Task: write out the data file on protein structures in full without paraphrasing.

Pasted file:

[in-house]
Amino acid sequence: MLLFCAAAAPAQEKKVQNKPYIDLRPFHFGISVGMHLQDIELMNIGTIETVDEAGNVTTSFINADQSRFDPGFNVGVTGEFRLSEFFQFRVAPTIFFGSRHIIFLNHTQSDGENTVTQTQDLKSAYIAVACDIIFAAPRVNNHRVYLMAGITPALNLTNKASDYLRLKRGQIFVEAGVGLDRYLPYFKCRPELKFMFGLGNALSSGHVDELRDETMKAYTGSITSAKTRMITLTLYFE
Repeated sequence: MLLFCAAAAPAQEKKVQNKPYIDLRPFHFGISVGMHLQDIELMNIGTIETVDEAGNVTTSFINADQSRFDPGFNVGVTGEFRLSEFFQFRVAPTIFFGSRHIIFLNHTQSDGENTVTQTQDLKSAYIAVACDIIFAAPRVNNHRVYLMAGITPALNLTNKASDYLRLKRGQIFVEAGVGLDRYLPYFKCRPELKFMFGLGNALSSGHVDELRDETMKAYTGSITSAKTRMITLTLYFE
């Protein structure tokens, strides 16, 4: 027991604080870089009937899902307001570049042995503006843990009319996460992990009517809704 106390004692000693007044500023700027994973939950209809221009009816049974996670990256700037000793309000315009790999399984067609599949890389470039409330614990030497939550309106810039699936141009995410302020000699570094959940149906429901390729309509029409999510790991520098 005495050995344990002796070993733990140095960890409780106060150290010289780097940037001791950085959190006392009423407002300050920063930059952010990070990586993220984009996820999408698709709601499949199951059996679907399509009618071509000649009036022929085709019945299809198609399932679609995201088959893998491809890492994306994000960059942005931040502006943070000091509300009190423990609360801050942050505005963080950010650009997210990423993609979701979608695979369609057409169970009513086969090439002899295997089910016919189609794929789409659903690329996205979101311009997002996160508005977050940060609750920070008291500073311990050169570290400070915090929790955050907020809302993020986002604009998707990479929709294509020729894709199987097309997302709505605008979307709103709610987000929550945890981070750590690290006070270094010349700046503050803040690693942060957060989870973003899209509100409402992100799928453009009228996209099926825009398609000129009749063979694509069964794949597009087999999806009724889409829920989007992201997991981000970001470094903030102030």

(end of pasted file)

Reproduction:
[in-house]
Amino acid sequence: MLLFCAAAAPAQEKKVQNKPYIDLRPFHFGISVGMHLQDIELMNIGTIETVDEAGNVTTSFINADQSRFDPGFNVGVTGEFRLSEFFQFRVAPTIFFGSRHIIFLNHTQSDGENTVTQTQDLKSAYIAVACDIIFAAPRVNNHRVYLMAGITPALNLTNKASDYLRLKRGQIFVEAGVGLDRYLPYFKCRPELKFMFGLGNALSSGHVDELRDETMKAYTGSITSAKTRMITLTLYFE
Repeated sequence: MLLFCAAAAPAQEKKVQNKPYIDLRPFHFGISVGMHLQDIELMNIGTIETVDEAGNVTTSFINADQSRFDPGFNVGVTGEFRLSEFFQFRVAPTIFFGSRHIIFLNHTQSDGENTVTQTQDLKSAYIAVACDIIFAAPRVNNHRVYLMAGITPALNLTNKASDYLRLKRGQIFVEAGVGLDRYLPYFKCRPELKFMFGLGNALSSGHVDELRDETMKAYTGSITSAKTRMITLTLYFE
């Protein structure tokens, strides 16, 4: 027991604080870089009937899902307001570049042995503006843990009319996460992990009517809704 106390004692000693007044500023700027994973939950209809221009009816049974996670990256700037000793309000315009790999399984067609599949890389470039409330614990030497939550309106810039699936141009995410302020000699570094959940149906429901390729309509029409999510790991520098 005495050995344990002796070993733990140095960890409780106060150290010289780097940037001791950085959190006392009423407002300050920063930059952010990070990586993220984009996820999408698709709601499949199951059996679907399509009618071509000649009036022929085709019945299809198609399932679609995201088959893998491809890492994306994000960059942005931040502006943070000091509300009190423990609360801050942050505005963080950010650009997210990423993609979701979608695979369609057409169970009513086969090439002899295997089910016919189609794929789409659903690329996205979101311009997002996160508005977050940060609750920070008291500073311990050169570290400070915090929790955050907020809302993020986002604009998707990479929709294509020729894709199987097309997302709505605008979307709103709610987000929550945890981070750590690290006070270094010349700046503050803040690693942060957060989870973003899209509100409402992100799928453009009228996209099926825009398609000129009749063979694509069964794949597009087999999806009724889409829920989007992201997991981000970001470094903030102030």